Dr. Helen Sheumaker

Helen Sheumaker

Associate Teaching Professor

Joint appointment in the History Department and Global and Intercultural Studies (American Studies Program)
History Department, Chief Department Advisor
Room 272 Upham Hall
Oxford, OH 45056
513 529 7339
Office hours Fall 2020: Remote T 10:00-12:00, R 12:00-1:00, and by appointment


  • PhD, University of Kansas
  • MA, University of Kansas
  • BA, University of Kansas

Teaching and Research Interests

  • Material Culture Methods and Theory
  • Public History
  • US 19th century Cultural History
  • History of Consumerism
  • American Studies

Courses Recently Taught 

  • AMS/HST 435/535 Public History Practicum
  • AMS/HST 304 History, Memory and Tradition
  • HST 350 Investigations in the History of Miami University
  • AMS/HST 216 Introduction to Public History

Selected Publications 

Artifacts from Modern America, Greenwood, 2017

"All Downhill from Here: Teaching with Drunk History," Perspectives on Teaching: The Newsmagazine of the American Historical Association, October 2015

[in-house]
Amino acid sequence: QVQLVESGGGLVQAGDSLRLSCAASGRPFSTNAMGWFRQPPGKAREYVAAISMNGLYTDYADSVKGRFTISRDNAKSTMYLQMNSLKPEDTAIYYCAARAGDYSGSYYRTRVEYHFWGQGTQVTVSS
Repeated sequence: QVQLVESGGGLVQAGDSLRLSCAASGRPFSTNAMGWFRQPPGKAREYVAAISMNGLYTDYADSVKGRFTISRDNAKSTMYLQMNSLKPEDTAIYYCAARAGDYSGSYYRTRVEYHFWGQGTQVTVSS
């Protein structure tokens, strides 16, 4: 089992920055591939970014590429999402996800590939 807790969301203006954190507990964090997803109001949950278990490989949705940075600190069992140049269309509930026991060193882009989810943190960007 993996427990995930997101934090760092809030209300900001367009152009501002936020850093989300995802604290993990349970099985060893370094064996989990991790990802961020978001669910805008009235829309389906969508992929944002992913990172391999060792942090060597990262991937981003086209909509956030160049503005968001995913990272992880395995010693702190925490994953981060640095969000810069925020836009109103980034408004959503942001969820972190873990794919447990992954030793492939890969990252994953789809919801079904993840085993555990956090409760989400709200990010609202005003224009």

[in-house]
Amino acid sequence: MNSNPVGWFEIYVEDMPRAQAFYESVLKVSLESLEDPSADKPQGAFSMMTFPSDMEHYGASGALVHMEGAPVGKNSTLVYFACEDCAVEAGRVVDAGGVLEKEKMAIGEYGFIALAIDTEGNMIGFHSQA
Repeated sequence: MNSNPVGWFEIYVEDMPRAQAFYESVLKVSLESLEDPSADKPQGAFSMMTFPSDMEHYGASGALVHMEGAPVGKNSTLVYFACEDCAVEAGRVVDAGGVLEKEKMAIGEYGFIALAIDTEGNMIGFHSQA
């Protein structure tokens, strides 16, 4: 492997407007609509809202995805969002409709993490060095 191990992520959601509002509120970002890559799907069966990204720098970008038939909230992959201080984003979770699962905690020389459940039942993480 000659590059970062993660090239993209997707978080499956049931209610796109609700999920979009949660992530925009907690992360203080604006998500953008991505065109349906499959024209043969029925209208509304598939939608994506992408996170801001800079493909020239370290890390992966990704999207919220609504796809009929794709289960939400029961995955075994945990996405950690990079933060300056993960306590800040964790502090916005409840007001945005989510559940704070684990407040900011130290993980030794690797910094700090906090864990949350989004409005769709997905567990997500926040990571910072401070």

"Secondhand Learning: Using Secondhand Consumerism in the Classroom" in Shopping: Material Culture Perspectives, Deborah Andrews, ed., University of Delaware Press, 2014

"True Collector: The Collecting Narrative of Alice Van Leer Carrick," Journal of the History of Collections 24:3, November 2012

Editor, Memory Matters: Proceedings from the 2010 Conference Hosted by the Humanities Center, Miami University of Ohio, SUNY Press, 2011

Love Entwined: The Curious History of Hair Work, University of Pennsylvania Press, 2007

Material Culture in America: Understanding Everyday Life.  An encyclopedia of 180+ entries.  Co-edited with Shirley Wajda, ABC-CLIO Press, 2007

Artifacts from Modern America, Greenwood Press, 2017.  Listed as a top-10 2018 reference book by the American Library Association's Booklist.

Work in Progress

I would be happy to work with graduate students interested in completing public history projects, such as exhibitions, community collaboratives, and other public history work, and graduate students interested in 19th and 20th century material culture.